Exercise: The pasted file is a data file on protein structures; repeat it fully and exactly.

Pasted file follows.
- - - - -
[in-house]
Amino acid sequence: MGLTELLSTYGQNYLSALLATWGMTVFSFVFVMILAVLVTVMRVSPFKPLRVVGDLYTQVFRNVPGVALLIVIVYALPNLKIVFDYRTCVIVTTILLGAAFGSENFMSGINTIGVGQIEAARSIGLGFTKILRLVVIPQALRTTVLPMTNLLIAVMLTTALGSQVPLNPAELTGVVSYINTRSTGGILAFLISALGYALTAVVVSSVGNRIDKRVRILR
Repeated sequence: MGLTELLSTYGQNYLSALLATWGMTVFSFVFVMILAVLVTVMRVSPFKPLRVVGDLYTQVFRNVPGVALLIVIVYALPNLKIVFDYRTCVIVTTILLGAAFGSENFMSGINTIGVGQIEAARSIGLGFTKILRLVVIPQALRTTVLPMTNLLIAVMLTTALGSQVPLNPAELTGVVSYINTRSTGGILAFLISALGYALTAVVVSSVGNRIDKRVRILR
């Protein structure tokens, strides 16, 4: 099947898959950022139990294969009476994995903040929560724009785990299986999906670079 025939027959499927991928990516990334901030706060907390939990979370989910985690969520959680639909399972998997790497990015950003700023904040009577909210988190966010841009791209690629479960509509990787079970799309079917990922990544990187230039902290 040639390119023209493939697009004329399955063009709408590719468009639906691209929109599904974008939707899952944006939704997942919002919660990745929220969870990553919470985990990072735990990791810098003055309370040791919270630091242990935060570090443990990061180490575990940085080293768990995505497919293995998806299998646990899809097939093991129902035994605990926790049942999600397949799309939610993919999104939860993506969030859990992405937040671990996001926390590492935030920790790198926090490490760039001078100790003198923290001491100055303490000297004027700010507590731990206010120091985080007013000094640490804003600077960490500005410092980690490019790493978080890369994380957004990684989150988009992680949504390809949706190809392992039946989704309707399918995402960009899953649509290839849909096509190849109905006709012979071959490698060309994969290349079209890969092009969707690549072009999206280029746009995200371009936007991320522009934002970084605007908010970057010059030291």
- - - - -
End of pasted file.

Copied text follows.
[in-house]
Amino acid sequence: MGLTELLSTYGQNYLSALLATWGMTVFSFVFVMILAVLVTVMRVSPFKPLRVVGDLYTQVFRNVPGVALLIVIVYALPNLKIVFDYRTCVIVTTILLGAAFGSENFMSGINTIGVGQIEAARSIGLGFTKILRLVVIPQALRTTVLPMTNLLIAVMLTTALGSQVPLNPAELTGVVSYINTRSTGGILAFLISALGYALTAVVVSSVGNRIDKRVRILR
Repeated sequence: MGLTELLSTYGQNYLSALLATWGMTVFSFVFVMILAVLVTVMRVSPFKPLRVVGDLYTQVFRNVPGVALLIVIVYALPNLKIVFDYRTCVIVTTILLGAAFGSENFMSGINTIGVGQIEAARSIGLGFTKILRLVVIPQALRTTVLPMTNLLIAVMLTTALGSQVPLNPAELTGVVSYINTRSTGGILAFLISALGYALTAVVVSSVGNRIDKRVRILR
């Protein structure tokens, strides 16, 4: 099947898959950022139990294969009476994995903040929560724009785990299986999906670079 025939027959499927991928990516990334901030706060907390939990979370989910985690969520959680639909399972998997790497990015950003700023904040009577909210988190966010841009791209690629479960509509990787079970799309079917990922990544990187230039902290 040639390119023209493939697009004329399955063009709408590719468009639906691209929109599904974008939707899952944006939704997942919002919660990745929220969870990553919470985990990072735990990791810098003055309370040791919270630091242990935060570090443990990061180490575990940085080293768990995505497919293995998806299998646990899809097939093991129902035994605990926790049942999600397949799309939610993919999104939860993506969030859990992405937040671990996001926390590492935030920790790198926090490490760039001078100790003198923290001491100055303490000297004027700010507590731990206010120091985080007013000094640490804003600077960490500005410092980690490019790493978080890369994380957004990684989150988009992680949504390809949706190809392992039946989704309707399918995402960009899953649509290839849909096509190849109905006709012979071959490698060309994969290349079209890969092009969707690549072009999206280029746009995200371009936007991320522009934002970084605007908010970057010059030291």